Although it is still unclear who will form Pakistan’s next government, with no party winning a majority, hectic negotiations are underway. The political wrangling is expected to continue for days, as established parties try to attract independents, who, by law, must either choose to join a party within days or must remain independent.

PTI-backed independents also intend to try to govern through a coalition, according to a senior Khan aide, who has called for peaceful protests if full election results are not published immediately.

‘You shook the elite’

The Pakistani army chief congratulated the country on what Asim Munir described as the “successful conduct” of the elections, and called for unity. Munir said in a statement that Pakistan needs “steady hands and a healing touch” to move forward from the policy of “chaos and polarization.”

It’s a quick reaction after the election, according to Hasan Askari Rizvi, a Lahore-based military analyst who wrote a book on the military’s role in Pakistani politics.

Police guard a returning officer's office as supporters of the Pakistan Tehreek-e-Insaf and other parties protest against alleged fraud in Pakistan's national elections.
Police guard a returning officer’s office as supporters of the Pakistan Tehreek-e-Insaf and other parties protest against alleged fraud in Pakistan’s national elections. (Banaras Khan/AFP via Getty Images)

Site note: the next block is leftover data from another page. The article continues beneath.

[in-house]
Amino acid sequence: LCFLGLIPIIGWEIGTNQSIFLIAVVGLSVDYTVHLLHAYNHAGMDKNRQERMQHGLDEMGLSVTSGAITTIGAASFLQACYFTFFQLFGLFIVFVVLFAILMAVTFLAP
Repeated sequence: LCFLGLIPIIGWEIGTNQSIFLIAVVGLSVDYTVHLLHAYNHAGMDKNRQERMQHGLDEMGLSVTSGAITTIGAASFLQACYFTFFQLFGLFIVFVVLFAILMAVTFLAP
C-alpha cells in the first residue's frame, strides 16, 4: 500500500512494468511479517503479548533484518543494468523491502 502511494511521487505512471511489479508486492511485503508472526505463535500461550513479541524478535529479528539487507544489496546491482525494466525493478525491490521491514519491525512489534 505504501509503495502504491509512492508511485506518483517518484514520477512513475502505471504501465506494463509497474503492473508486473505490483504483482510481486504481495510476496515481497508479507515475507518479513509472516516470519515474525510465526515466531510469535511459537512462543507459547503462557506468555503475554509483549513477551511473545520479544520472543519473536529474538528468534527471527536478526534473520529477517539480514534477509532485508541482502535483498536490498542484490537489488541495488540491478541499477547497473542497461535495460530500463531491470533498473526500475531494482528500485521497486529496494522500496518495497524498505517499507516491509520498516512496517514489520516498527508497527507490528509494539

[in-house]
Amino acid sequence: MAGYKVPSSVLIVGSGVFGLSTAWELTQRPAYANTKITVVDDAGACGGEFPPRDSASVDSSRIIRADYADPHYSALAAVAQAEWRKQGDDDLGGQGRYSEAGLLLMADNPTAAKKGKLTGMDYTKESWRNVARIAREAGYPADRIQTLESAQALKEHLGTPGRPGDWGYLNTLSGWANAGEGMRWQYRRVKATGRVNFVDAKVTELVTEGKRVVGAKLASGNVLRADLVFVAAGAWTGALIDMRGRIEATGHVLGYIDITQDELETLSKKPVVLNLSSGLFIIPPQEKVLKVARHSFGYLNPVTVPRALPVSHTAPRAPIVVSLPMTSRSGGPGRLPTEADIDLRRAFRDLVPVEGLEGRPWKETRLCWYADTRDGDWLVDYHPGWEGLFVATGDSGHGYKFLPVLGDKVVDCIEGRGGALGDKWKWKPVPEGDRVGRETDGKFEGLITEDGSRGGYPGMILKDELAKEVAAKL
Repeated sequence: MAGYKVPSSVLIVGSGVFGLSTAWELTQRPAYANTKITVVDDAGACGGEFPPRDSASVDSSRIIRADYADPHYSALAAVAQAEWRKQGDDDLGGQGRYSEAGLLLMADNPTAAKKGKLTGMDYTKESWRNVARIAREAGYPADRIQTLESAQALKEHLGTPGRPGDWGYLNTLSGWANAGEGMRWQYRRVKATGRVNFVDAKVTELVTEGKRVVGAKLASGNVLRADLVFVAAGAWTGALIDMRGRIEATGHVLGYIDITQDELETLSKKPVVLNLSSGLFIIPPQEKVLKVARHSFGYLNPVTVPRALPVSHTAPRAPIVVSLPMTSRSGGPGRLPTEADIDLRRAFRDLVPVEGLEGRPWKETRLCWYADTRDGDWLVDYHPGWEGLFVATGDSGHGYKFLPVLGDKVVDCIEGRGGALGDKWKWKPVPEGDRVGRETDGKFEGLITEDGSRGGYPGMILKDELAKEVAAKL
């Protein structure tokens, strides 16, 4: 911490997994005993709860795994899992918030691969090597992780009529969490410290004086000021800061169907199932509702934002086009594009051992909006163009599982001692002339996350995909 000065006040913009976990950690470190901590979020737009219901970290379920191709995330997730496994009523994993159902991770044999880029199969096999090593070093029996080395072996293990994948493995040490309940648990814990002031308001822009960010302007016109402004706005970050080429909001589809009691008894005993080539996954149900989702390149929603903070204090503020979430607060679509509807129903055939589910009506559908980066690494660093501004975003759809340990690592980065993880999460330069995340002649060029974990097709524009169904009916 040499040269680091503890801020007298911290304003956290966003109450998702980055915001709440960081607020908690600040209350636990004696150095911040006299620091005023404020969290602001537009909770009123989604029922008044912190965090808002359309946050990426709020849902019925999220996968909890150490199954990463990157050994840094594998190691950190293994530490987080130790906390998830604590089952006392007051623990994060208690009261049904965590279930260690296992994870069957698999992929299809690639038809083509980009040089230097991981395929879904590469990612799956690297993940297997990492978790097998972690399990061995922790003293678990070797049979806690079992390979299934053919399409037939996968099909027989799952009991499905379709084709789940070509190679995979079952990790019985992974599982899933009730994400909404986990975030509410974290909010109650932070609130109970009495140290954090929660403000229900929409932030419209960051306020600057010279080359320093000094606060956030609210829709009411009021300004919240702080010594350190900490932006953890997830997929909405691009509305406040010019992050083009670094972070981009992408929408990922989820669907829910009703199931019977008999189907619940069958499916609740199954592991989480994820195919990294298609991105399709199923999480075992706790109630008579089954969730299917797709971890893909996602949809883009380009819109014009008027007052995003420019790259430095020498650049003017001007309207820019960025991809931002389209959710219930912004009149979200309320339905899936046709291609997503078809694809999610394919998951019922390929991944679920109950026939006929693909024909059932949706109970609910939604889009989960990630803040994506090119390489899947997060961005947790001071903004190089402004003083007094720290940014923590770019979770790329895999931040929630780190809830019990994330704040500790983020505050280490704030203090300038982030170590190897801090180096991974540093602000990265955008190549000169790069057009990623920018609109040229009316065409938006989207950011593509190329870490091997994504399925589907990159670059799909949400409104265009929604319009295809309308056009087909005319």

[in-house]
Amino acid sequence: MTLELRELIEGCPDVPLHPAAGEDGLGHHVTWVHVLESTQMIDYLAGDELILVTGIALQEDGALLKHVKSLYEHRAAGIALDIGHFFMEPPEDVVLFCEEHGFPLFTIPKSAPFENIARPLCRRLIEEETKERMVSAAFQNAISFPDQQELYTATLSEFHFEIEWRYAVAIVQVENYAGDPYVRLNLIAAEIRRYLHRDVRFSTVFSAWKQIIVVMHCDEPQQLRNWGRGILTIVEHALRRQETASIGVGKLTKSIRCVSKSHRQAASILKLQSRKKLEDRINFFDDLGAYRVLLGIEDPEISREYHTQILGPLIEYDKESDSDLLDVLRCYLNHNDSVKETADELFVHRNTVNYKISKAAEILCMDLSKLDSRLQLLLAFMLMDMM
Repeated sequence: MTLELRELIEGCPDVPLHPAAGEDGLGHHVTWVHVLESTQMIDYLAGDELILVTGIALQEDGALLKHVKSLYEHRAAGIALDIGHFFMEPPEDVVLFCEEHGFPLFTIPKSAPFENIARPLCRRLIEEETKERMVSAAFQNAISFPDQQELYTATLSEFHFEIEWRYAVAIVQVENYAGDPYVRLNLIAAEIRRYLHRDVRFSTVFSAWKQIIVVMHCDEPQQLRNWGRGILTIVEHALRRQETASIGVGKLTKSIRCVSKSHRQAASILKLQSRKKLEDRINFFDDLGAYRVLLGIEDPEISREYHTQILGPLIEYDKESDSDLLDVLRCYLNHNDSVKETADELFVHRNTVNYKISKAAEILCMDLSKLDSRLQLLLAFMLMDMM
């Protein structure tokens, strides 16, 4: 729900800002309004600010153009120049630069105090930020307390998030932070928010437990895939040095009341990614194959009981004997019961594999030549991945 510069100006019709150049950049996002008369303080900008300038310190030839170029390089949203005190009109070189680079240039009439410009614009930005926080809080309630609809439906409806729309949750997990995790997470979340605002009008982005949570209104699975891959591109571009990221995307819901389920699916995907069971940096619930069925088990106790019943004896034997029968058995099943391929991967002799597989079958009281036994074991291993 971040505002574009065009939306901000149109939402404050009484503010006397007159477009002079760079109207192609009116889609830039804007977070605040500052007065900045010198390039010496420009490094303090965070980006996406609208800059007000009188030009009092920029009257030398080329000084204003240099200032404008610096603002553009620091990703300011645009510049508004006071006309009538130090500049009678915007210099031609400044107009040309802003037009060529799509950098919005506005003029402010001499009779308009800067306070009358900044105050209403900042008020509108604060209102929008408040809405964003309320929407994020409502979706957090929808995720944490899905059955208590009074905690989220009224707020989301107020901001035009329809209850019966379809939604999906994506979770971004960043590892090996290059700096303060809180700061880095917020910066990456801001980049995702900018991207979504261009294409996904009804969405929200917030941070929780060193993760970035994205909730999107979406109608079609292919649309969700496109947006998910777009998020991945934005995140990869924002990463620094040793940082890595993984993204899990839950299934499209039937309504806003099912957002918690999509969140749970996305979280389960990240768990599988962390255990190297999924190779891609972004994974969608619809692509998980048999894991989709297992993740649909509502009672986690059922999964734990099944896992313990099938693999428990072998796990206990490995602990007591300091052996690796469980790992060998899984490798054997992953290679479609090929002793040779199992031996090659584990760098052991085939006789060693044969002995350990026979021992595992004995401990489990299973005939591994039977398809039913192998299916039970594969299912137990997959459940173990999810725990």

He said the question was whether the country’s army, which used to be the ultimate authority in Pakistan, was ready to accept the message sent by voters, who turned out in large numbers to cast their votes for Khan.

“This is a negative vote for the policies that the security establishment has been pursuing,” Rizvi told CBC News. “But it is not clear whether they will acknowledge the facts on the ground.”

“The message is very clear that PTI is a political reality.”

This fact resonated deeply with young voters and other Pakistanis who don’t usually bother going to the polls, said Tahir Malik, a political science professor based in Islamabad.

“During these elections, the people showed their will and now it has shaken the elite,” he said from his home in Islamabad.

A woman casts her vote in Pakistan's Punjab province during the country's general elections on February 8, 2024.
Voters turned out in large numbers to cast their ballots in Pakistan’s general elections, despite concerns about vote tampering. (Saleema Shivji/CBC)

But experts say uncertainty over who will rule the country, coupled with the possibility of a weak coalition government and an army struggling to cope with expected defeat, means more instability ahead.